How do you know you have made a belief about yourself? Your emotions get involved and the natural protection instincts kick in: fight, flight or freeze. Basically, you are highjacked by the words another person says about you.
Next time you are criticized ask yourself: what belief am I making about myself in this moment? Some examples of beliefs that slither in the mind as a result of a criticism are: I’m not good enough; I can’t handle it; I’m not valued; I don’t matter.
Was this the first time you have heard this criticism? This coaching question allows you time to get off the stage of the drama and use executive thinking to connect the dots.
Here is a personal example: Hmmm, have I been criticized for interrupting my husband before? What is this about? What do I want to do about this? The fact was, interrupting other people was a pattern in my behavior that I never paused to acknowledge. This question gives you the opportunity to notice and reflect on any patterns of behavior that have a negative impact on your relationships with other people.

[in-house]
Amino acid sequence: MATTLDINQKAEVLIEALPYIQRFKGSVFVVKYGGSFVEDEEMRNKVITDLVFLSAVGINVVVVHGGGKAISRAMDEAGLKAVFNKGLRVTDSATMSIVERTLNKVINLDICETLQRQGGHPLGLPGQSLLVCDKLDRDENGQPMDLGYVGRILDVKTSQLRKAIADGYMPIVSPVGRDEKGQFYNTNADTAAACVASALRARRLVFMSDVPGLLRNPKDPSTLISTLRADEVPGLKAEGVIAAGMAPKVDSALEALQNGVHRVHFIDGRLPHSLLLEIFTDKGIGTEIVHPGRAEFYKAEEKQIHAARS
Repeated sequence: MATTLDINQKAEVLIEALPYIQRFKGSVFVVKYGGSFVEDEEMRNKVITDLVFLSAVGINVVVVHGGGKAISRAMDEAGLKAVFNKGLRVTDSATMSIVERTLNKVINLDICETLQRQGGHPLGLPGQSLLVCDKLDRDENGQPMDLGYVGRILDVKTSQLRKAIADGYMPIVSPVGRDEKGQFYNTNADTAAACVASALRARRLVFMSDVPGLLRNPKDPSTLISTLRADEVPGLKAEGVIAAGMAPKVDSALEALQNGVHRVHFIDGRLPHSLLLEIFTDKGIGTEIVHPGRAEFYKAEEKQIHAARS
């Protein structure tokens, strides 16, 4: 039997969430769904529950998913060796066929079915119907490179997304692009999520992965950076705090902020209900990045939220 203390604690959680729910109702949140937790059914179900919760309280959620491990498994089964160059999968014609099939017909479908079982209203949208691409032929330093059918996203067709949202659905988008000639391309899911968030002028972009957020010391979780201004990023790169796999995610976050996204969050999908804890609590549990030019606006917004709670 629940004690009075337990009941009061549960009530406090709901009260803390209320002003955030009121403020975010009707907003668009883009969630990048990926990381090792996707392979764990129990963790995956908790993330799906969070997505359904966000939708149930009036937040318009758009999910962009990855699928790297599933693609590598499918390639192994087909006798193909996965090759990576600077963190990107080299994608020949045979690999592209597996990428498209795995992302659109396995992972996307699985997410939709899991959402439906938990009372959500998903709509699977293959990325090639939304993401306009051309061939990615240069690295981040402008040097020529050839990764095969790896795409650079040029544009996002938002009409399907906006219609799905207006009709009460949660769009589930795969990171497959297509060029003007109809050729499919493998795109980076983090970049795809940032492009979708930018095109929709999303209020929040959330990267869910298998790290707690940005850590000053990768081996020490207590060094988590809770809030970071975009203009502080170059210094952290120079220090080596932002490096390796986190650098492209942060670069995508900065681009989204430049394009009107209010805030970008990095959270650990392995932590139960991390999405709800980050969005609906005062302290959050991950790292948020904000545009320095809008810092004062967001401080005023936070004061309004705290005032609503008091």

What part of the criticism do you own? This is a big question to reflect on the next time you are criticized as it offers you the opportunity to take ownership of the criticism rather than allowing it to bite into your self-worth and ignite defensive behavior. Using the example of interrupting my husband, as soon as I took ownership of the behavior being criticized, I was in the driver’s seat. Because I am now aware that I interrupt, I am now able to practice impulse control, which is still one of the number one attributes of effective leaders.
Explore three ways to conquer criticism and let go of false beliefs about yourself that fuel self-doubt.
1. Ignore the urge to one up the other person: Often times our knee-jerk reaction to criticism will be to criticize the other person back. For example: I don’t like the way you presented today, I thought it was flat.